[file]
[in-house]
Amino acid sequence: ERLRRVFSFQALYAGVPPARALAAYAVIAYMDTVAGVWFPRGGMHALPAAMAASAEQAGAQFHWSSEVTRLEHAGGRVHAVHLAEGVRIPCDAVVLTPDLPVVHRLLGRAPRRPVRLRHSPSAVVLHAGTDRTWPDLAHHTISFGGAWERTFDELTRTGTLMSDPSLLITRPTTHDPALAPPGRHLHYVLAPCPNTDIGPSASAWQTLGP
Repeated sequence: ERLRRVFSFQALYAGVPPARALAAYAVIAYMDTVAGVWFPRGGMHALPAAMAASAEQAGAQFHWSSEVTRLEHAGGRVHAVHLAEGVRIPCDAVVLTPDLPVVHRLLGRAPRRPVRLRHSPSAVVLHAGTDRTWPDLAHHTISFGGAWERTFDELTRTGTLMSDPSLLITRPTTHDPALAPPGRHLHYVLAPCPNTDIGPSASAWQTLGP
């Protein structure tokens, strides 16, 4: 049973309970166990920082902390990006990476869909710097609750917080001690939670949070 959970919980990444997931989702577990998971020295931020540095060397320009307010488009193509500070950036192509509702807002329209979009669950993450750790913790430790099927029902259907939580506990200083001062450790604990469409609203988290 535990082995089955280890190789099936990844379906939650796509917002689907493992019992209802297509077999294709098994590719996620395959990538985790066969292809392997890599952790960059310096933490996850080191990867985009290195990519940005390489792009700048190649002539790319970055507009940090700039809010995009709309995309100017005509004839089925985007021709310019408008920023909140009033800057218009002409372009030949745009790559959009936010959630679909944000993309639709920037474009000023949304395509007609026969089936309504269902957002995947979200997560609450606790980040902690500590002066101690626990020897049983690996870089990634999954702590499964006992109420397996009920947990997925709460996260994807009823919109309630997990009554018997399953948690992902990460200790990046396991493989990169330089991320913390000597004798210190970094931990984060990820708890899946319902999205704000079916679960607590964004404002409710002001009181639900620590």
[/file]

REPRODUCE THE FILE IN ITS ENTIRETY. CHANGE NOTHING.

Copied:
[in-house]
Amino acid sequence: ERLRRVFSFQALYAGVPPARALAAYAVIAYMDTVAGVWFPRGGMHALPAAMAASAEQAGAQFHWSSEVTRLEHAGGRVHAVHLAEGVRIPCDAVVLTPDLPVVHRLLGRAPRRPVRLRHSPSAVVLHAGTDRTWPDLAHHTISFGGAWERTFDELTRTGTLMSDPSLLITRPTTHDPALAPPGRHLHYVLAPCPNTDIGPSASAWQTLGP
Repeated sequence: ERLRRVFSFQALYAGVPPARALAAYAVIAYMDTVAGVWFPRGGMHALPAAMAASAEQAGAQFHWSSEVTRLEHAGGRVHAVHLAEGVRIPCDAVVLTPDLPVVHRLLGRAPRRPVRLRHSPSAVVLHAGTDRTWPDLAHHTISFGGAWERTFDELTRTGTLMSDPSLLITRPTTHDPALAPPGRHLHYVLAPCPNTDIGPSASAWQTLGP
């Protein structure tokens, strides 16, 4: 049973309970166990920082902390990006990476869909710097609750917080001690939670949070 959970919980990444997931989702577990998971020295931020540095060397320009307010488009193509500070950036192509509702807002329209979009669950993450750790913790430790099927029902259907939580506990200083001062450790604990469409609203988290 535990082995089955280890190789099936990844379906939650796509917002689907493992019992209802297509077999294709098994590719996620395959990538985790066969292809392997890599952790960059310096933490996850080191990867985009290195990519940005390489792009700048190649002539790319970055507009940090700039809010995009709309995309100017005509004839089925985007021709310019408008920023909140009033800057218009002409372009030949745009790559959009936010959630679909944000993309639709920037474009000023949304395509007609026969089936309504269902957002995947979200997560609450606790980040902690500590002066101690626990020897049983690996870089990634999954702590499964006992109420397996009920947990997925709460996260994807009823919109309630997990009554018997399953948690992902990460200790990046396991493989990169330089991320913390000597004798210190970094931990984060990820708890899946319902999205704000079916679960607590964004404002409710002001009181639900620590």